DEATH stole over the countryside that morning in ways that were decidedly unreal.
A too-extravagant sky. A herd of bullocks, each with a thin channel of blood trickling from its ear. A flock of grouse, unable to fly. Such signs make the small cluster of men - among them, Artyom, a boy of 13 - uneasy. They have no possible explanation for them.
It is April 1986. Ten miles away from these men, in Belarus, lies a nuclear power plant, the name of which would shortly become infamous as the location of the world's worst nuclear disaster. Chernobyl forms the backdrop to Darragh McKeon's exceptional debut novel and, just as the disaster's environmental consequences are still being felt in real life, so too does its shadow hang over his characters right up to April 2011, when the action ends.
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Grigory is chief of surgery at a Moscow hospital, newly turned 36. Through a injury inflicted on Yevgeni, a nine-year-old piano-playing prodigy, Grigory is re-acquainted with his former wife, Maria, the boy's aunt. Maria lives in an apartment with her widowed sister, Alina, Yevgeni's mother, who makes a living by doing other peoples' laundry. She and Maria have high hopes for the boy - who, however, is obliged to practise in silence for fear of annoying his neighbours. The other main character is Artyom, the rural youngster whom we first encounter on the morning after the disaster, when he wakes to that unreal sky of the deepest crimson.
Once news of the disaster is confirmed, Grigory is asked by Vygovskiy, chief adviser to the Ministry Of Fuel And Energy, to take charge of the medical operations. He is stunned by the presence of a radioactive cloud over the city of Minsk, by the authorities' blind refusal to alert the population. His conscience does not allow him to stay quiet.
When Grigory had his first meaningful encounter with Maria, he was a junior hospital registrar in Kursk, she a hospital cleaner. What later emerges, however, is that Maria, who had once been a free-spirited, independent-minded student, later became an inquisitive and rather good journalist whose career was threatened by the discovery of some underground articles she had written.
"What followed," writes McKeon, "was a dangerous time for her. She had to realign all aspects of her personality; was forced to erase her outspoken nature; every word she spoke from that moment would be sifted through and interpreted."
This speaks to the relentlessly grim and secretive way of life in the Soviet Union, even in the early days of Gorbachev's radical domestic reforms, when the Communist system was starting to crumble. You never knew who you could trust, you had to watch what you were saying. It had always been this way.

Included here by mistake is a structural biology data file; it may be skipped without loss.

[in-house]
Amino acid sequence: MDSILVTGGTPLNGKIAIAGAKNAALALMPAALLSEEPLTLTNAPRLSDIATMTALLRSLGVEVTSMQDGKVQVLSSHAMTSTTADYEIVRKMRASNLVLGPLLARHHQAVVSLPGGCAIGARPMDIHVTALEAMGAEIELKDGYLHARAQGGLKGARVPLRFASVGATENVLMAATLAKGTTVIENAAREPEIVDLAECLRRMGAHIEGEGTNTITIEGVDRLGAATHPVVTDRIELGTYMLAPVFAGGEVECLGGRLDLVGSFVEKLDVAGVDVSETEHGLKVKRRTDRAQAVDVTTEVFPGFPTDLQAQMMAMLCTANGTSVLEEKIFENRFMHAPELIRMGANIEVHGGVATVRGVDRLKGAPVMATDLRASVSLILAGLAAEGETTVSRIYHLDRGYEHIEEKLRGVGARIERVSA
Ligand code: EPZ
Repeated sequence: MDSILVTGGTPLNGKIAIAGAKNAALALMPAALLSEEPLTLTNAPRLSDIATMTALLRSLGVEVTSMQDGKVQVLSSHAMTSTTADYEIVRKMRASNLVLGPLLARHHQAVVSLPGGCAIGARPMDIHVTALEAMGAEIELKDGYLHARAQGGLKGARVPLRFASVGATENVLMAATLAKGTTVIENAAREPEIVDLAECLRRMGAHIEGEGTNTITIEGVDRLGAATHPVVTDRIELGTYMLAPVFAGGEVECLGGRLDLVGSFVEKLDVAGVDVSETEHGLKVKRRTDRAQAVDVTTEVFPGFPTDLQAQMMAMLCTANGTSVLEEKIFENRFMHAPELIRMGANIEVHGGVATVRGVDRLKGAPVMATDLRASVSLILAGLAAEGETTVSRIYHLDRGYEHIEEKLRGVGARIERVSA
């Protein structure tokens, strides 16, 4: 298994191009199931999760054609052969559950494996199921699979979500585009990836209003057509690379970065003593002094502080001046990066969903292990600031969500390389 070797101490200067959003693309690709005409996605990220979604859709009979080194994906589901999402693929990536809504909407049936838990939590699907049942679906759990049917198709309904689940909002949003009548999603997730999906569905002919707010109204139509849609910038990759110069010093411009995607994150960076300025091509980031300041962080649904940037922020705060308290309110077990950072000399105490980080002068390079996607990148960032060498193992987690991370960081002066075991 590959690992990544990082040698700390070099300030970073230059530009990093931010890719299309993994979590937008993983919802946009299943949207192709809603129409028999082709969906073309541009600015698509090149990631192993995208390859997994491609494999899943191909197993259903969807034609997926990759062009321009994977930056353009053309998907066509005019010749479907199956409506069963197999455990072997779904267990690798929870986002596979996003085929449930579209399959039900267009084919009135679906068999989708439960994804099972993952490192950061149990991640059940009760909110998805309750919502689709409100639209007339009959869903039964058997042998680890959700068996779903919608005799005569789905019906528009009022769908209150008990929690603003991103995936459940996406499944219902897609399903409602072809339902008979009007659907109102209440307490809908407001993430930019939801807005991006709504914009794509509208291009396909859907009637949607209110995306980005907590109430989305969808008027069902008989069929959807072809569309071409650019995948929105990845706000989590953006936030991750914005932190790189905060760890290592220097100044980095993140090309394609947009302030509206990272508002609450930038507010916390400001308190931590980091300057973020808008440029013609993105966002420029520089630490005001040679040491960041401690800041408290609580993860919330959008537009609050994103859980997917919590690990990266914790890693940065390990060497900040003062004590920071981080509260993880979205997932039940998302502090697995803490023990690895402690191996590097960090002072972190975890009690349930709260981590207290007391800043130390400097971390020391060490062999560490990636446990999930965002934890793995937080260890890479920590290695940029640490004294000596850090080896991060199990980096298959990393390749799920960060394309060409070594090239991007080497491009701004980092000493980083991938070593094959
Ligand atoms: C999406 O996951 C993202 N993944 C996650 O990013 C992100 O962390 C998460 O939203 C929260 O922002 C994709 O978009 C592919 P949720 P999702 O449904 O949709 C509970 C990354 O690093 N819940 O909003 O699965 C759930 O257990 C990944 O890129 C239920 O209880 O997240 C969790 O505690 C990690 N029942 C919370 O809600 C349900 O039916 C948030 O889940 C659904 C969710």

Maria and Alani have known this since they were very young. Their own father had his own dubious, damaging secret life: "The father," writes McKeon, "went to the races on a Saturday afternoon and never returned. There were no explanations or justifications for his work; how he betrayed others, led them to a life of imaginable misery."
Reading All That Is Solid Melts Into Air (the phrase comes from Marx's Communist Manifesto), you are also reminded of the extent to which the authorities thought Chernobyl would never happen.
Just as Reactor No 4 exploded and went on fire, McKeon has dazed operators in the control room trying desperately to consult an operating manual. The section dealing with procedures in the event of reactor meltdown has been redacted in their entirety. There is nothing to help them here.
"An event such as this cannot be tolerated, cannot be conceived," he writes. "The system will not fail, the system cannot fail, the system is the glorious motherland." At this, you recall in April 1986 the real-life Soviet authorities downplaying the incident, imposing a three-day virtual news blackout, describing it not as a catastrophe but as an accident.
It is this subtle blending of historical reality with the vividly-sketched lives of fictional people who are, one way or another, caught up in the fall-out from Chernobyl that gives All That Is Solid... its power. The story unfolds at its own unhurried, reflective pace, and you find yourself interested in the fates awaiting Grigory and Maria.
Grigory's own story is, in particular, handled with acute skill and empathy. This is an affecting, compassionate, thought-provoking, strikingly well-written novel.